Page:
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Course: Integral Calculus>Unit 1

Lesson 16: Trigonometric substitution

Trig substitution with tangent

When you are integrating something which looks like 1+(x^2), try replacing x with tan(theta). Created by Sal Khan.

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• Now, how on God's green earth did we decide that we can get x = a sin θ out of an integrand of a^2-x^2 and x = a tan θ out of an integrand of a^2 + x^2? Even though Wikipedia has a kinda helpful page all about trig substitution, I'm still not quite sure how these substitutions can be derived or proven or why they make any sense. Can anyone fill me in?
• Watch Sal's video "Introduction to trigonometric substitution" in this same section. I guess it's a new video and probably didn't exist while you were watching this.
I reacted the same way in school as you did just now. but once I watched that video, things started fitting in. Trust me :)
• We need videos for x^2-a^2 using asec(theta) and videos for partial fractions method of solving integrals please please please.
• There are some helpful videos on Youtube by other uploaders for partial fractions, and the sec^2(x) - tan^2(x) = 1 is used in a very similar manner.
• In all these videos, it is said at the beginning that "it might be useful to use [such and such substitution]." in this video it is that you use x = a tan (theta) from seeing 9 + x^2. How do you know to do this?
• Anytime you have to integrate an expression in the form a^2 + x^2, you should think of trig substitution using tan θ. Here's why:
If we have a right triangle with hypotenuse of length y and one side of length a, such that:
x^2 + a^2 = y^2
where x is one side of the right triangle, a is the other side, and y is the hypotenuse.
Drawing our right triangle:

.............../|
............/...|
........./......|
..y. /.........|
..../...........| x
../.............|
/θ..).____|
......... a
tan θ = opposite / adjacent
tan θ = x / a
solve for x:
x = a * tan θ
• these videos have been unseful b/c I'm in calculus III and we've been doing volumes and hypervolumes with triple integrals, and we keep getting sqrt(a^2 - x^2) all over the place, so I keep getting stuck performing the substitution. I go to the solution's manual and they come up to the point where you need to do trig sub, and skip straight to the final expression as if we could do it all in our heads.
• Since you are now at triple integrals, the assumption is that the trig sub, which you learned in Calc II, is now old hat and you have mastered it. Double and triple integrals, as I am sure you know, are more about finding the limits of integration, re-arranging the order of integration, substitutions/Jacobians and applications like moments and centers of mass etc. The techniques to solve them, in the end (that is, the outside integral), are the same as single integrals. Quite a few of my old texts are similar - the solutions jumping over the stuff already covered. Perhaps check out a couple more textbooks online for more trig sub examples.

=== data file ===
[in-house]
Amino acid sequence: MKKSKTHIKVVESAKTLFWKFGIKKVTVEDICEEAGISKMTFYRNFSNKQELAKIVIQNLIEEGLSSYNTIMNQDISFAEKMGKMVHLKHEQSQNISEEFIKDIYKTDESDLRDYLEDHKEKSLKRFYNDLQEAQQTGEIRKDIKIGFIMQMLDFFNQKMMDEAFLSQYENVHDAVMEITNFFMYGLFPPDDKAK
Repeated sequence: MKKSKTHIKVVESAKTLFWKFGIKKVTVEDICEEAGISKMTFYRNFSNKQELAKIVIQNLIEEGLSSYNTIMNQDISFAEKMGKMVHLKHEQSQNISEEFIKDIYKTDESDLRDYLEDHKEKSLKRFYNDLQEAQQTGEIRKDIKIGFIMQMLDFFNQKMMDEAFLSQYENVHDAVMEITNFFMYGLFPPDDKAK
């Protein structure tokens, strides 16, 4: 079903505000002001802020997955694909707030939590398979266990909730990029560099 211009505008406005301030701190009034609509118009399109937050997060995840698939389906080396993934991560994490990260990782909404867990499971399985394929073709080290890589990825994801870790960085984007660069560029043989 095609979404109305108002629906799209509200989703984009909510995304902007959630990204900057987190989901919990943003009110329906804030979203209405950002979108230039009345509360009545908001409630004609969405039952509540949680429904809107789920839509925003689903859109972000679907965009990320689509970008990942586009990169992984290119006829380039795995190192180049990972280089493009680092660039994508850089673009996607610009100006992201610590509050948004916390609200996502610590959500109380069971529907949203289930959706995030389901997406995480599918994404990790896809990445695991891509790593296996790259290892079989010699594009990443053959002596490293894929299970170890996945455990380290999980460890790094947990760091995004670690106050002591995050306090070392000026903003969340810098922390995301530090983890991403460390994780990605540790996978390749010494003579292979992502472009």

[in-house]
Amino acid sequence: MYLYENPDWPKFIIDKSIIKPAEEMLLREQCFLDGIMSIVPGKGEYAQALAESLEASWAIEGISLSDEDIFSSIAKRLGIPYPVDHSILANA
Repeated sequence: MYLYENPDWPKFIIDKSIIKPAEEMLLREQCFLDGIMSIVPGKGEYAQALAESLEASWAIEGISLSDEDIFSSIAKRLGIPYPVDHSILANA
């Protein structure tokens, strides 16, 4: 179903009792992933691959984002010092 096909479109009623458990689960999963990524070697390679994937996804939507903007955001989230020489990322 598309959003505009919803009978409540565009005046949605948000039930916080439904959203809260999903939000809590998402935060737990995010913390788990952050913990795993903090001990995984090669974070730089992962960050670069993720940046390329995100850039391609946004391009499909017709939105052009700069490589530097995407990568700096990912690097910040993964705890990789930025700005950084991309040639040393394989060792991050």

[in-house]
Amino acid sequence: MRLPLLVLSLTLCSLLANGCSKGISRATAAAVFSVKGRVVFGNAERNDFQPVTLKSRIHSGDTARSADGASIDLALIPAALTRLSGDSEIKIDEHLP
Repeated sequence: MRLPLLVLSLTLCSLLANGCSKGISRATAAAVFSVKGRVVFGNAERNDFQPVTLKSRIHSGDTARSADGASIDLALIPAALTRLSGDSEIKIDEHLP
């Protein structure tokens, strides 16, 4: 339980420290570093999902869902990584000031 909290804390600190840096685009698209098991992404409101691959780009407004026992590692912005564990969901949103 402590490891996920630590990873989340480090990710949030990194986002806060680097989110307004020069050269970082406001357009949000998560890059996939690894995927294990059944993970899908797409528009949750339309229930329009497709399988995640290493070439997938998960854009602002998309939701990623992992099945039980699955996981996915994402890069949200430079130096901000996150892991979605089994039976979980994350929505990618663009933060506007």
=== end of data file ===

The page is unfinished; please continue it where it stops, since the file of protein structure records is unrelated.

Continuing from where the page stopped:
• The way I would do it is to factor out a 9 from the denominator giving
(1/9) * ∫ dx/(1 + (x/3)^2)
then u = x/3 and 3 du = dx giving
(3/9) * ∫ du/√(1 + u^2) = (1/3) arctan(u) + c = (1/3) arctan(x/3) + c
Are there other trig-sub problems that are less straightforward, or have I just gotten used to recognizing the derivative of arctan?
• I have an actual broad kind of question: trig substitution is easily the hardest for me. Can I get by in calculus without it or do I have to go back and re-learn trig now?
• You must know trigonometry. You will be getting into some rather involved uses of the trigonometric functions.
• So you get arctan, arccos and arcsin, would one then also get arccot, arcsec and arccsc? I've never come across those terms, just interested in knowing whether they actually exist.
• Yes, those inverse trigonometric functions do exist.
• At , why Sal makes x equal to 3 tan of Theta? where that 3 comes from?
• We choose the substitution that makes things work out as easily as possible. In this case, we want something that will simplify the expression 9 + x². If we choose tan θ, we end up with 9 + tan² θ, which doesn't help much. But when we choose 3 tan θ we get 9 + 9 tan² θ, and that works because we can factor out a 9 and use a trig identity to get 9 sec² θ. The general rule here is that when you have something that looks like a + x², where a is a constant, the substitution you want is √a tan θ.
• I'm not sure if this is the right area, but I'm not aware of any other forums on KA.
I was doing one of the sums given in the exercise for this section. You can see it here : https://imgur.com/3teO4gR
I solved it (correctly) all the way until it was 2*INTEGRAL[cot(theta) dtheta].
Since that's just 2*INTEGRAL[cos(theta)/sin(theta) dtheta], I used u-substitution. u = sin(theta), du = cos(theta) dtheta. The sum was now 2*INTEGRAL[1/u du], so I wrote down the answer as 2*ln(abs(u)) = 2*ln(sin(theta)). This, however, wasn't one of the answers available. Can someone please explain where I went wrong? Is it wrong to mix logarithms and trigonometry? I'd hope not, but once again, I'm at the answerer's mercy at that.
• You did not substitute correctly and you did not back substitute. Here's how to solve it:
Given: ∫ dx / [x²√(4-x²)]
Let x = 2 sin θ. Thus dx = 2 cos θ dθ
And
½ x = sin θ
θ = arcsin(½ x)
--
∫ dx / [x²√(4-x²)]
= ∫2 cos θ dθ / [2² sin²θ √(2² - 2²sin²θ)]
= ∫2 cos θ dθ / [2²sin²θ √(2²cos²θ)]
= ∫2 cos θ dθ / [2²sin²θ (2cosθ)]
= ∫dθ / [2²sin²θ]
= ∫¼ csc² θ dθ
= ¼ ∫ csc² θ dθ
= -¼ (cot(θ)) + C
= -¼cot(arcsin(½ x)) + C
= -¼(2 [√(1-¼ x²)]/x + C
= -¼([√(4-x²)]/x + C
= [-√(4-x²)]/(4x) + C